Updated for 2023 with a new dashboard, steering wheel, air vents, front grille, lights and bumpers
In the popular and crowded mid-size, three-row SUV segment, Hyundai’s offering is the Palisade.
It’s up against plenty of competitors, including the Buick Enclave, Chevrolet Traverse, Ford Expedition, Honda Pilot, Jeep Grand Cherokee, Mazda CX-9, Nissan Pathfinder, Subaru Ascent, Toyota Highlander, Volkswagen Atlas – as well as the related Kia Telluride.
Hyundai’s flagship vehicle has been updated for 2023 with a new dashboard, steering wheel, air vents, front grille, lights and bumpers.
One thing that hasn’t changed is the engine, a 3.8 litre V-6 producing 291 hp. While providing adequate acceleration, this is not a high-performance engine. Nor is it a gas-sipper; it’s rated at 12.6 litres per 100 km in the city and 9.5 l/100 km on the highway.
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One of the attractions of the Palisade is a price that starts at $47,999 (plus fees, levies, delivery and destination fees) – which is below many of its competitors. The entry-level model is called Preferred, and the mid-range model is the Urban.
I recently test-drove the top trim level Ultimate Calligraphy edition, which included such goodies as Nappa leather seats, heated front and rear seats, and a Harmon Kardon premium audio system with 12 speakers. Outside, the Ultimate Caligraphy includes a premium finish on the wheels, LED headlights and taillights, premium rear accent lighting, body colour bumpers and exclusive front grille and bumper. The price of my test vehicle was $58,824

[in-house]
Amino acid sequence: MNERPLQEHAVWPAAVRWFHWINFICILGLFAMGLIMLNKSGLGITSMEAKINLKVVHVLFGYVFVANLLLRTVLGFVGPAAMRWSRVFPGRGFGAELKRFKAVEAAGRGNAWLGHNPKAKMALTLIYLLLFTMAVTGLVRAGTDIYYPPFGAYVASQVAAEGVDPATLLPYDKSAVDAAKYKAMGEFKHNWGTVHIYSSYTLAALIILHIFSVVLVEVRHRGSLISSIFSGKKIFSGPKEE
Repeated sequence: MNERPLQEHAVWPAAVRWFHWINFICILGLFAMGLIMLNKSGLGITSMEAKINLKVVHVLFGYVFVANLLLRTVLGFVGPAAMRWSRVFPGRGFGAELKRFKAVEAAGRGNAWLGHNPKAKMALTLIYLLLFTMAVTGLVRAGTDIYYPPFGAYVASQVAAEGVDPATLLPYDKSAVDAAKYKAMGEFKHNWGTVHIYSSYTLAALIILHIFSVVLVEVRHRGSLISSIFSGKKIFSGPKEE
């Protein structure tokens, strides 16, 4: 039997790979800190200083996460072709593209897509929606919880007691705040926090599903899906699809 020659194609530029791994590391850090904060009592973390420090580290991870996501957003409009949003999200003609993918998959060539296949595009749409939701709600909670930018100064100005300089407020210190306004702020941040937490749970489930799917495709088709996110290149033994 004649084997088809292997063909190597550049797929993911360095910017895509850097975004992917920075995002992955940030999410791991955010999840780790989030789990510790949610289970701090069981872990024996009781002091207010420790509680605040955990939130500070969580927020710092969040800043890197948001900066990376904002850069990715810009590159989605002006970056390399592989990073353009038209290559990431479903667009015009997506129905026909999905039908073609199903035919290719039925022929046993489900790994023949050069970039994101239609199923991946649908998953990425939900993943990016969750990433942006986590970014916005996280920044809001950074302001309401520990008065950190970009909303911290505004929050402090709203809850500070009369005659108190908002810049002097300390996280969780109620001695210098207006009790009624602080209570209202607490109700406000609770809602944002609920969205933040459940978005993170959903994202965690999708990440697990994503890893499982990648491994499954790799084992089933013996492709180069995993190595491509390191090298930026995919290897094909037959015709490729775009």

I found the updated exterior styling very nice; the large grille looks high-end and distinctive without being strange or bizarre. The back also has high-end styling touches with large, vertical taillights.
The Palisade – which sits on a 2,900 mm (114 in) wheelbase and is 4,995 mm (196.7 in) long – appears to be bulkier and larger than it actually is when you drive it.
It’s very spacious with lots of headroom, and it’s easy to get in and out of all three rows.
The seats are very comfortable, although another inch or two of legroom would have been appreciated. However, I like how bolsters at the front of the front seats can be extended to provide extra support behind your knees. The massaging function also helps to make long rides comfortable.
The Palisade also excels when it comes to the instrument panel and controls.
The navigation system is extremely easy to, well, navigate. It’s easy to go back and forth between the radio and the map – which can’t be said for some competitors.
There are buttons and knobs for the heating and air conditioning system, and there’s also a small display screen below the main 12.3-inch touchscreen to show details on the airflow and temperature. The transmission selector buttons are on the console, eliminating a shift lever.
A wonderful safety feature is, when you turn left or right, an image of what’s behind you in that lane appears on the dashboard, temporarily replacing either the speedometer or tachometer, depending on which way you turn. So in stop-and-go traffic, if you’re turning right, it’s easy to see if a cyclist or pedestrian is coming up between you and the curb. I also found this feature very helpful at night: as soon as you put your signal on, you can see on the dashboard if vehicles are quickly coming up behind you. There’s more detail than just looking in the rear-view mirrors.
The interior is tasteful and not overdone. While there’s nothing that stands out as unusually clever, exotic or innovative, nor is there anything that could be considered bizarre, puzzling or strange.
The Palisade is popular thanks to its features and price – whether it’s the base Palisade or the fully-trimmed Ultimate Calligraphy edition.
Dale Johnson is an award-winning author, broadcaster and journalist who has worked in TV, radio, print and online. While the manufacturer provided Dale with a vehicle to test drive, the content of this review was not reviewed or accepted by the manufacturer.
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